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Four key factors for implementing telematics

Strongco telematics expert Paul Kearnan shares his insights

Paul Kearnan has been helping train and educate both Strongco staff and customers on the use of telematics since 2011.
Paul Kearnan has been helping train and educate both Strongco staff and customers on the use of telematics since 2011.

Only a few years ago, when someone was holding a cellphone it was natural to think they were calling someone. Today, that person might be hosting a Skype meeting, reading the news, watching a video, buying something online, taking a picture or wiring money. When smartphones first rolled out, it took a few years of just scratching the surface of their capability before we started customizing them with apps to meet our individual needs.

While we have made significant progress in telematics, scratching the surface is exactly where we are today in the construction industry, says Paul Kearnan, telematics expert at Strongco. Kearnan oversees roughly 3,500 telematics-equipped customer machines for Strongco, a construction equipment dealer with 27 locations across Canada that represents major brands such as Volvo.

As the number of Strongco customers using telematics has grown significantly under his tenure, so too has his ability to recognize what makes some companies incredibly successful in telematics implementation, while other companies fail to reap the benefits.

According to Kearnan, there are four factors that are key to successful implementation of telematics.

1. Find a champion in your company or at a dealer

In 2011, Strongco recognized that before they could sell the value of telematics to customers, they had to first sell that value internally to their sales team and to their parts and maintenance teams. That’s when they hired Kearnan to lead the charge.

“When I first started, telematics was still so new,” Kearnan says. “And everyone in our office was incredibly busy. There wasn’t time for them to tackle what felt like a huge undertaking. So we had some work to do internally.”

Kearnan started by creating customized training programs for all divisions of Strongco staff, from the mechanics to the salespeople. These programs showed how telematics could intersect with specific roles, from planning service schedules to having data at hand that customers can use to make more informed purchase decisions.

Recognizing that there is potential in telematics but feeling too busy to implement it is the same predicament faced by many construction companies today.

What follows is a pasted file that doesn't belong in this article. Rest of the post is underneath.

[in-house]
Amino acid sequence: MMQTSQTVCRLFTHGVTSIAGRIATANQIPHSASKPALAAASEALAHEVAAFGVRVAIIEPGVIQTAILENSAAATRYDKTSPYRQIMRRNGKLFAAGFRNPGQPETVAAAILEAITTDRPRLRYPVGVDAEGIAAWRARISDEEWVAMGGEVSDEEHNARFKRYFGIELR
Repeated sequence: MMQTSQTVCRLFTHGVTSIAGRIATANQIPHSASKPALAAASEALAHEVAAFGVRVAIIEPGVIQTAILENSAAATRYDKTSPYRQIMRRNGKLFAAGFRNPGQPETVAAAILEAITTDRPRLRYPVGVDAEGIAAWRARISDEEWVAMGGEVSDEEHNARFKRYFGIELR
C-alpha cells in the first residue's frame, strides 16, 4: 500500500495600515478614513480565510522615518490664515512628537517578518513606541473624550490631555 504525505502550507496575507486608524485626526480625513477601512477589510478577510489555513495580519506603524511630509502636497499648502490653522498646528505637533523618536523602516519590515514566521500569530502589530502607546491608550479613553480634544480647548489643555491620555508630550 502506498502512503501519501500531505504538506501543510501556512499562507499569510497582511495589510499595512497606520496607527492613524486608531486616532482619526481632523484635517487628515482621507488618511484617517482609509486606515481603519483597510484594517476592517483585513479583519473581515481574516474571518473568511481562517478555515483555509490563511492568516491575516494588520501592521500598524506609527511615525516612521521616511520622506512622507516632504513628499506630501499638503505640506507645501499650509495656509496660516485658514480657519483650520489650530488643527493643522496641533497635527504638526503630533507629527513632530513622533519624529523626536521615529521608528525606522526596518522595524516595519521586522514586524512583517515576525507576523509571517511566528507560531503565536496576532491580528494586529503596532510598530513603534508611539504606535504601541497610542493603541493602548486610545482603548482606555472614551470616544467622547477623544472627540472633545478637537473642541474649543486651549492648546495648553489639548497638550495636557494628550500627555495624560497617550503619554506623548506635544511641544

“The companies who are seeing great success are the ones who have recognized they can’t just ask a team member who is already working at 110 percent capacity to single-handedly undertake the implementation of telematics and expect it to be successful,” says Kearnan.

“You have two options if you want to see success: you can either enlist the help of a knowledgeable equipment dealer – who can aid in developing a plan, offer training and provide remote monitoring services on your behalf; or you can assign a dedicated internal champion, much the way we did at Strongco in 2011.”

2. Customize the experience

Success with telematics doesn’t always mean using all of its bells and whistles. One size does not fit all when it comes to the way companies benefit from its use.

“At Strongco, when we sell a machine to a customer, we aim to sell them exactly what they need to get the job done most effectively – nothing more. It’s the same thing with telematics. We shouldn’t be asking customers to bite off more than they can chew. The goal is to make it relevant, not overwhelming.”

Rental fleet management

A perfect example of a company for whom ‘simpler can be better’ is Hub Equipment, a Toronto, Ontario rental house served by Strongco and with 85 telematics-equipped machines. The company hones in solely on location tracking and machine hours to help plan service.

Joe Cuzzolino, rental operations manager at Hub Equipment says using basic telematics is a perfect fit for them. “It takes me just five minutes to pull the reports from our Volvo equipment at the end of the day.

“It’s incredibly easy and it helps us plan for service in a way that least inhibits our customers [who] expect us to be able to conduct service without ever interrupting their work. Telematics has helped us achieve that.”

Dedicated fleet manager